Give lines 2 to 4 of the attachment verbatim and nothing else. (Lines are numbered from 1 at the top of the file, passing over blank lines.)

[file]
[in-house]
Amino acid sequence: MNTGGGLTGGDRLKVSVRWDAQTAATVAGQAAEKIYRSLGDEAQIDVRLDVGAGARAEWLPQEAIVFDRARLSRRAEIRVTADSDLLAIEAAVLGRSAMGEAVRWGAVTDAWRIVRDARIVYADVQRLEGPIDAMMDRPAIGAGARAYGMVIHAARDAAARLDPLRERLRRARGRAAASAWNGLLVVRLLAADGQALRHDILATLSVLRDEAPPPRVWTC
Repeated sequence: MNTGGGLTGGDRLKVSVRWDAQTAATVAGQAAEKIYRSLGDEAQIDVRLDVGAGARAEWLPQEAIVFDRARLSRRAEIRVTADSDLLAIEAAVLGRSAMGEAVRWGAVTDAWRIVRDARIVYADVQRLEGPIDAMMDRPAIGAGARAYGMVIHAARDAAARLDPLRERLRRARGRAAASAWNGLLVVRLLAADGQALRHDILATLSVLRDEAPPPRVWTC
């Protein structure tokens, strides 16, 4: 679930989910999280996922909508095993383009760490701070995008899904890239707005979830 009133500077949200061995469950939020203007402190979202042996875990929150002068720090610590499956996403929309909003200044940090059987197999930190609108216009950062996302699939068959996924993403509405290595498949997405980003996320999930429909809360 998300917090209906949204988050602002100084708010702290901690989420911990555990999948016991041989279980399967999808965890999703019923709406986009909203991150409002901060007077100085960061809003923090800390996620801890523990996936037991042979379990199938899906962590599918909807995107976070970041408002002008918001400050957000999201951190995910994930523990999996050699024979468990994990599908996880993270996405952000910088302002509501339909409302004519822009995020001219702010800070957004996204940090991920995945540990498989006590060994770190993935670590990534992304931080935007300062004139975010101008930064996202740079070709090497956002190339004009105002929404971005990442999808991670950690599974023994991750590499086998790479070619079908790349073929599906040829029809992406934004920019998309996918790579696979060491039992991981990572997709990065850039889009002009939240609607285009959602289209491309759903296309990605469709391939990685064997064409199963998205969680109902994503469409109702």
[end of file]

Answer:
Amino acid sequence: MNTGGGLTGGDRLKVSVRWDAQTAATVAGQAAEKIYRSLGDEAQIDVRLDVGAGARAEWLPQEAIVFDRARLSRRAEIRVTADSDLLAIEAAVLGRSAMGEAVRWGAVTDAWRIVRDARIVYADVQRLEGPIDAMMDRPAIGAGARAYGMVIHAARDAAARLDPLRERLRRARGRAAASAWNGLLVVRLLAADGQALRHDILATLSVLRDEAPPPRVWTC
Repeated sequence: MNTGGGLTGGDRLKVSVRWDAQTAATVAGQAAEKIYRSLGDEAQIDVRLDVGAGARAEWLPQEAIVFDRARLSRRAEIRVTADSDLLAIEAAVLGRSAMGEAVRWGAVTDAWRIVRDARIVYADVQRLEGPIDAMMDRPAIGAGARAYGMVIHAARDAAARLDPLRERLRRARGRAAASAWNGLLVVRLLAADGQALRHDILATLSVLRDEAPPPRVWTC
């Protein structure tokens, strides 16, 4: 679930989910999280996922909508095993383009760490701070995008899904890239707005979830 009133500077949200061995469950939020203007402190979202042996875990929150002068720090610590499956996403929309909003200044940090059987197999930190609108216009950062996302699939068959996924993403509405290595498949997405980003996320999930429909809360 998300917090209906949204988050602002100084708010702290901690989420911990555990999948016991041989279980399967999808965890999703019923709406986009909203991150409002901060007077100085960061809003923090800390996620801890523990996936037991042979379990199938899906962590599918909807995107976070970041408002002008918001400050957000999201951190995910994930523990999996050699024979468990994990599908996880993270996405952000910088302002509501339909409302004519822009995020001219702010800070957004996204940090991920995945540990498989006590060994770190993935670590990534992304931080935007300062004139975010101008930064996202740079070709090497956002190339004009105002929404971005990442999808991670950690599974023994991750590499086998790479070619079908790349073929599906040829029809992406934004920019998309996918790579696979060491039992991981990572997709990065850039889009002009939240609607285009959602289209491309759903296309990605469709391939990685064997064409199963998205969680109902994503469409109702």